Books: Founding Father

Free Press, 1996 | ISBN 0-684-82291-1

The first revolutionary of the modern era was also the best. George Washington did everything he was asked, and went home when he was done. A tale of leadership in war and peace, and a meditation on the meaning of fatherhood in public life.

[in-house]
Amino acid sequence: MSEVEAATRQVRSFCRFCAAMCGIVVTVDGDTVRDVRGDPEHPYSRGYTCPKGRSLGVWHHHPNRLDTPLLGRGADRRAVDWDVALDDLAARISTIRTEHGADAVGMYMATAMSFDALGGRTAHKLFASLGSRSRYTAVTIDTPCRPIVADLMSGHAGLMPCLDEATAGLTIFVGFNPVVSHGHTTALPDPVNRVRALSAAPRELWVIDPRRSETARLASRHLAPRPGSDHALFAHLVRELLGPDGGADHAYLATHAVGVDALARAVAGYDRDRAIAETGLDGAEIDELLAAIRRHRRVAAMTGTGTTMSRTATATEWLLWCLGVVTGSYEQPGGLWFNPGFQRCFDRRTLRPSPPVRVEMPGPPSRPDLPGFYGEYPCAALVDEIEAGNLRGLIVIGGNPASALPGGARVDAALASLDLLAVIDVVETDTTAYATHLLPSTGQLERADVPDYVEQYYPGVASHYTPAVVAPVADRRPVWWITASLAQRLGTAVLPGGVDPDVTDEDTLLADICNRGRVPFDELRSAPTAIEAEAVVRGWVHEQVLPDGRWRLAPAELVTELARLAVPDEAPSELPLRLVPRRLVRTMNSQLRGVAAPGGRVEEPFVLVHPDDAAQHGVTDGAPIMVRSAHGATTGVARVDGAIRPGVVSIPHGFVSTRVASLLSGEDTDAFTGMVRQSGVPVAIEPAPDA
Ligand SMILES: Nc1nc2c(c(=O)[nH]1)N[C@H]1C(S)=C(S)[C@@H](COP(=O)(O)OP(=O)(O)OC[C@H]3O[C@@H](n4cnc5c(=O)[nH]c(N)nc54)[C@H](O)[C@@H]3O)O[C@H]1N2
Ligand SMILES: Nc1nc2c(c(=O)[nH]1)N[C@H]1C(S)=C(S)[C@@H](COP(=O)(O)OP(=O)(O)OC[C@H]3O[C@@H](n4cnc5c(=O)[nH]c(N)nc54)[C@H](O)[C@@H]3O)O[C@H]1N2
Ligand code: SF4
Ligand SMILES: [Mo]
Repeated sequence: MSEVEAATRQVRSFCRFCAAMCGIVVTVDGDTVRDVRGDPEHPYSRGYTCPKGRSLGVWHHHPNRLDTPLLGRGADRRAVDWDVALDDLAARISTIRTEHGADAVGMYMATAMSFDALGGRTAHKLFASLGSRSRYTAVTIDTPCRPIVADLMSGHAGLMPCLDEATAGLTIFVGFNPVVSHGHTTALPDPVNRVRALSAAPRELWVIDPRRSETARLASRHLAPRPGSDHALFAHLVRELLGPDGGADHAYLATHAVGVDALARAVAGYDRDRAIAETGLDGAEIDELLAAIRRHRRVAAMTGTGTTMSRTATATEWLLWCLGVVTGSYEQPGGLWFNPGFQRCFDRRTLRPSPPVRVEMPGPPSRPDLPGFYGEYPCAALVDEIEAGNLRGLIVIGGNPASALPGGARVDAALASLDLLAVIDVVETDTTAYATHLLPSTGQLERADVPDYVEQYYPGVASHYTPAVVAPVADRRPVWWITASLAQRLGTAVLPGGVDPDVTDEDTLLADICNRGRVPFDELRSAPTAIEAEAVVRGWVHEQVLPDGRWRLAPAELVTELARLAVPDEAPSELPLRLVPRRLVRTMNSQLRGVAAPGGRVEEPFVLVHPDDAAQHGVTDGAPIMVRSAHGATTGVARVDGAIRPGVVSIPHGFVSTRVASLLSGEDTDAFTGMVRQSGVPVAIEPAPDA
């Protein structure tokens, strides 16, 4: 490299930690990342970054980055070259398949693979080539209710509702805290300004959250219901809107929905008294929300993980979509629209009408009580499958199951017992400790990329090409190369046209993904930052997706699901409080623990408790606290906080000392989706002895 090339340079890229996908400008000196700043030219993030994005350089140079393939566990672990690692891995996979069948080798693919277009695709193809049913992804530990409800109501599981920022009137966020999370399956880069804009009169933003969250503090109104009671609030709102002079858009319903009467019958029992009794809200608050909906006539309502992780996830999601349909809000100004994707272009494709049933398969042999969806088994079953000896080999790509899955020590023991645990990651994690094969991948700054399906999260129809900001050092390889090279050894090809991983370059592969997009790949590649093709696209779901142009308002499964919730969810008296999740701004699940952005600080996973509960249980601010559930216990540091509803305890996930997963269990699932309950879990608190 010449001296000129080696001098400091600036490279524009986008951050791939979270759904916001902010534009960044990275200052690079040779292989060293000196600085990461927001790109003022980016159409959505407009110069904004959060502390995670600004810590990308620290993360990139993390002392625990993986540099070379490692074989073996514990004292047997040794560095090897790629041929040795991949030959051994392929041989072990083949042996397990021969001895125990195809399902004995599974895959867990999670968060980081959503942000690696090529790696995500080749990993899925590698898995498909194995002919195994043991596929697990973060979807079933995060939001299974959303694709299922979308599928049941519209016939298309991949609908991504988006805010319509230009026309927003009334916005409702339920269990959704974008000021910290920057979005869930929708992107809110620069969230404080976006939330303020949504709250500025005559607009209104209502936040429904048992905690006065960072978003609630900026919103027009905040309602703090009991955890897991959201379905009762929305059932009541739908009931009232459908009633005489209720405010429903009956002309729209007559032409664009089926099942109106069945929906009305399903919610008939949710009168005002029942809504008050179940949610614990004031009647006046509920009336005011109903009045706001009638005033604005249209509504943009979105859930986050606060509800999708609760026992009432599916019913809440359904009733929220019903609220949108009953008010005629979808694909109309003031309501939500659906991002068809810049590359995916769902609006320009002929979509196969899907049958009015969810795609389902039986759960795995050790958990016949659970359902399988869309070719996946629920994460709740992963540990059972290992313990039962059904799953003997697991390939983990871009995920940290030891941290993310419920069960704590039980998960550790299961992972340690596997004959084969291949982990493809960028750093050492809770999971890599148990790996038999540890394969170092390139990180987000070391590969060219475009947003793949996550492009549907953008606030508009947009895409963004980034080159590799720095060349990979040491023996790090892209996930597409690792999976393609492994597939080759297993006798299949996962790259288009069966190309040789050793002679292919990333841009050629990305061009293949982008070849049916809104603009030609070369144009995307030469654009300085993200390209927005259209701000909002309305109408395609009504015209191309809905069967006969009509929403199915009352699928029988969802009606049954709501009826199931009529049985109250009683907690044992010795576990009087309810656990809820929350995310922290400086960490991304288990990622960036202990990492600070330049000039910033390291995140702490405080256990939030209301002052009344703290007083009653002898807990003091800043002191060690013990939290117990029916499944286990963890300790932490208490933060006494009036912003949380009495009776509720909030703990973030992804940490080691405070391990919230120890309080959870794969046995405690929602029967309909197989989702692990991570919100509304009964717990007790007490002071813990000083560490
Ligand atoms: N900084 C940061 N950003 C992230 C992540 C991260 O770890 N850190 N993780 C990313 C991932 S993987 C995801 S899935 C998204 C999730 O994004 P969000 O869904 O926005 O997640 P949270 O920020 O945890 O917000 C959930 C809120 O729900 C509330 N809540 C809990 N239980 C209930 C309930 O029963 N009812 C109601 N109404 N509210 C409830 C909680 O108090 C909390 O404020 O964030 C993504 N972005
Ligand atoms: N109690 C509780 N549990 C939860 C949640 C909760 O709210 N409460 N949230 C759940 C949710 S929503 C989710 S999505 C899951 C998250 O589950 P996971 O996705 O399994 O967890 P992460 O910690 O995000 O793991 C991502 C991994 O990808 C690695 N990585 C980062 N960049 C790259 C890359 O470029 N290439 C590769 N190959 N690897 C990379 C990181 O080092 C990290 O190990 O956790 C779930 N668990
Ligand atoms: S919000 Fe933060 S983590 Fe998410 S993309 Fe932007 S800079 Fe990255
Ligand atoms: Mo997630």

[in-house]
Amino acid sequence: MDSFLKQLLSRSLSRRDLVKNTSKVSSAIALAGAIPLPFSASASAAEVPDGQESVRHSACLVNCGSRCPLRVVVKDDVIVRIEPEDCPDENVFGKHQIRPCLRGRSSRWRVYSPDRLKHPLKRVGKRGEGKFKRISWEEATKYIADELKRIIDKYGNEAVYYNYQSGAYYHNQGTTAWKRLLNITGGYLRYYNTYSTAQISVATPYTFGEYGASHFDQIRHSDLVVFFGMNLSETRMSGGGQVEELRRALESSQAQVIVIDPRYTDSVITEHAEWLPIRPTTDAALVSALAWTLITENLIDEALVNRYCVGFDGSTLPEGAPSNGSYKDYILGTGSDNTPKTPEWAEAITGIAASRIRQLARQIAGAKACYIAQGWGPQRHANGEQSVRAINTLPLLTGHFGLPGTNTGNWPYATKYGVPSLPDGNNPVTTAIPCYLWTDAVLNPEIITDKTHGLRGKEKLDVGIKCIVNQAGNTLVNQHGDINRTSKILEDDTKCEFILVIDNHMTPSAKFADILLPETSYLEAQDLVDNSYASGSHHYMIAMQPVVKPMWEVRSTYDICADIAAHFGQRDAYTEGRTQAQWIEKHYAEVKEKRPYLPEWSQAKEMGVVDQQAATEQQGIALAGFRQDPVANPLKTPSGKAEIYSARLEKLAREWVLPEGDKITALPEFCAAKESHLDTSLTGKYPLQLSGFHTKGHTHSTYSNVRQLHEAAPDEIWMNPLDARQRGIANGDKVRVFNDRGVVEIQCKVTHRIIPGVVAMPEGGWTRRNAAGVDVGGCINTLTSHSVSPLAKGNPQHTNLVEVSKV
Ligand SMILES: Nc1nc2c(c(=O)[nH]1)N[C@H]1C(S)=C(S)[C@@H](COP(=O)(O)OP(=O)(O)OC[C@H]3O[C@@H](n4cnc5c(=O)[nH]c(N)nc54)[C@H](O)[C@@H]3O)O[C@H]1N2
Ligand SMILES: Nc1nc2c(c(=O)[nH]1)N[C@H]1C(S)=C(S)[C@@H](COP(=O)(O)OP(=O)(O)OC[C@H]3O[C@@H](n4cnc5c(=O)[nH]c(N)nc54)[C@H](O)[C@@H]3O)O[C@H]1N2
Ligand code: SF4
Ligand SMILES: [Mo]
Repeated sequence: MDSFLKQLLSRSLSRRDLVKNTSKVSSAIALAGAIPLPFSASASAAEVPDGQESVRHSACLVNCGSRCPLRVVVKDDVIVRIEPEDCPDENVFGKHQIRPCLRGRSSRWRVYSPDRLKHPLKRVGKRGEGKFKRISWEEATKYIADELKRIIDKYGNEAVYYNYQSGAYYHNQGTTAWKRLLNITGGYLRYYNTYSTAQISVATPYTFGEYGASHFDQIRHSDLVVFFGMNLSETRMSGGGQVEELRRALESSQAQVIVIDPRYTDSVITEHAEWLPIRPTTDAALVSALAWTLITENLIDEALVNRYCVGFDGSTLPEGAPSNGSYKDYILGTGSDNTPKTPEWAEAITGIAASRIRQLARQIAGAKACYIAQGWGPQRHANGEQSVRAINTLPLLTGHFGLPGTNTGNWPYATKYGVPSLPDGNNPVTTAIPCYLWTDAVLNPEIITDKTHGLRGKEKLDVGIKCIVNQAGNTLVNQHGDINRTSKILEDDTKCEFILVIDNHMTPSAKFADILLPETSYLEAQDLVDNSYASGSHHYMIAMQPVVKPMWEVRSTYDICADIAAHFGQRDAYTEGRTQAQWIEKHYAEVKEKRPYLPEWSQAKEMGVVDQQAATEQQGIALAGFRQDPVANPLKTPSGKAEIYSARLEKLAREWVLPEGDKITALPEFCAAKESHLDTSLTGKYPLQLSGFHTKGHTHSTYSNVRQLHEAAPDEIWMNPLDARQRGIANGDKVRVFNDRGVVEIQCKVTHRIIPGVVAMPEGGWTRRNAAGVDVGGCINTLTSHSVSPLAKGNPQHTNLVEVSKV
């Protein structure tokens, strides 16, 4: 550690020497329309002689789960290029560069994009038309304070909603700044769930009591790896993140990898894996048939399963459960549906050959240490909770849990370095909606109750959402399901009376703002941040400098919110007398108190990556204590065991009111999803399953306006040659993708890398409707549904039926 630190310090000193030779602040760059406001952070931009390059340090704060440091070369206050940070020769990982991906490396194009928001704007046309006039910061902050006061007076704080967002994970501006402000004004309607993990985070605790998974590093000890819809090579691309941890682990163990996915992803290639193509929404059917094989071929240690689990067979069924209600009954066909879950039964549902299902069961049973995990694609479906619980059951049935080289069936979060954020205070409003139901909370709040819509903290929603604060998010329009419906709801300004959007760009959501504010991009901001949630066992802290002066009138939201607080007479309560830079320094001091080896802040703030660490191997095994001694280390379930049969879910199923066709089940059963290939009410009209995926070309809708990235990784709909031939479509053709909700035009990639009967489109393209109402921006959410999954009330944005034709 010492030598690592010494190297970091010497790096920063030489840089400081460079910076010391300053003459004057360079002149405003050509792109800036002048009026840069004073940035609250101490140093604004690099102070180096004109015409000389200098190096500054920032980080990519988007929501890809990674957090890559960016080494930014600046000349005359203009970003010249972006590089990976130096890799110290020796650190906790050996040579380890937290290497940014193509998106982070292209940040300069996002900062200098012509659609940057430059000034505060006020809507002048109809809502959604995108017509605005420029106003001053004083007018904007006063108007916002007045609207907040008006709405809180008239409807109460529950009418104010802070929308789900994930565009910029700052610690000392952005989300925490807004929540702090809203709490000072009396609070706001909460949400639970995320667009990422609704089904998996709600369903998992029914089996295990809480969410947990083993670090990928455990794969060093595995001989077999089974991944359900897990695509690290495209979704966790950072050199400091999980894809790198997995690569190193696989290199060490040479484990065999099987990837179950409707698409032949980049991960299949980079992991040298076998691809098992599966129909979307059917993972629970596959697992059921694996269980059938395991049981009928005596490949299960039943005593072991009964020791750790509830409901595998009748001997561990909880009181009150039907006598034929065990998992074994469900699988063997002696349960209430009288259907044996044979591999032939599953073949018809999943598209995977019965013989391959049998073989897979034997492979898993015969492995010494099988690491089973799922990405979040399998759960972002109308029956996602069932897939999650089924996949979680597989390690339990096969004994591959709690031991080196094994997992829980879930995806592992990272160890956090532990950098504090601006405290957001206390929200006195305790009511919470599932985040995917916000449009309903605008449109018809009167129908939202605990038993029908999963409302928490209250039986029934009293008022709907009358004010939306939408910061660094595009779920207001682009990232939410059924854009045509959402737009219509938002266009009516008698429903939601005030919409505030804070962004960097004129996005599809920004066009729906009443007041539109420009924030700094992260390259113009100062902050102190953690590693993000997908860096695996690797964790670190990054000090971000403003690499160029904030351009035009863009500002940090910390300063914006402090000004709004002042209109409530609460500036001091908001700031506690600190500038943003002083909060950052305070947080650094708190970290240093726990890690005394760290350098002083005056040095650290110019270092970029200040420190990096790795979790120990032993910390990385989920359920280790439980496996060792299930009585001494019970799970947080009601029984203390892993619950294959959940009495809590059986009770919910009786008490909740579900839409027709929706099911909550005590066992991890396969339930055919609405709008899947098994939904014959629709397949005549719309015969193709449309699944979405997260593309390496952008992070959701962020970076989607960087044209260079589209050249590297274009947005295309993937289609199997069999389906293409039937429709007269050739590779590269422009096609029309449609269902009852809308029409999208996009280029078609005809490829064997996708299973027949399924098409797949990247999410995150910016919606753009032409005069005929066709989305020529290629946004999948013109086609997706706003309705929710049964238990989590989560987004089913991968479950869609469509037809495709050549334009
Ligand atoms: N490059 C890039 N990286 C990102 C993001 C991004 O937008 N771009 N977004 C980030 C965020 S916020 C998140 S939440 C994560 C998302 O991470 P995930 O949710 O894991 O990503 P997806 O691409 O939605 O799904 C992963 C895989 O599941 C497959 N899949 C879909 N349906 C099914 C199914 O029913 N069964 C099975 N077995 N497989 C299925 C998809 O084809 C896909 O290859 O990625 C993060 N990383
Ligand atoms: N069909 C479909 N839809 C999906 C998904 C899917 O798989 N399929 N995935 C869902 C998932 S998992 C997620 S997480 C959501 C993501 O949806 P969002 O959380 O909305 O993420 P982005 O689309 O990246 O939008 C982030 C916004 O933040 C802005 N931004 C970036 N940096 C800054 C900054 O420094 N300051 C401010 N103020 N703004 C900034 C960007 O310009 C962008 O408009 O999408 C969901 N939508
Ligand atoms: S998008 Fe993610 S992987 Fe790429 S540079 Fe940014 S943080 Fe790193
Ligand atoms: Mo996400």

Moral biography has two purposes: to explain its subject, and to shape the minds and hearts of those who read it—not by offering a list of two-hundred-year-old policy prescriptions, but by showing how a great man navigated politics and a life as a public figure. Plutarch’s Lives of the Noble Grecians and Romans was very popular with eighteenth-century Americans; they knew something about the power of example that we have forgotten. When he lived, Washington had the ability to give strength to debaters and to dying men. His life still has the power to inspire anyone who studies it.

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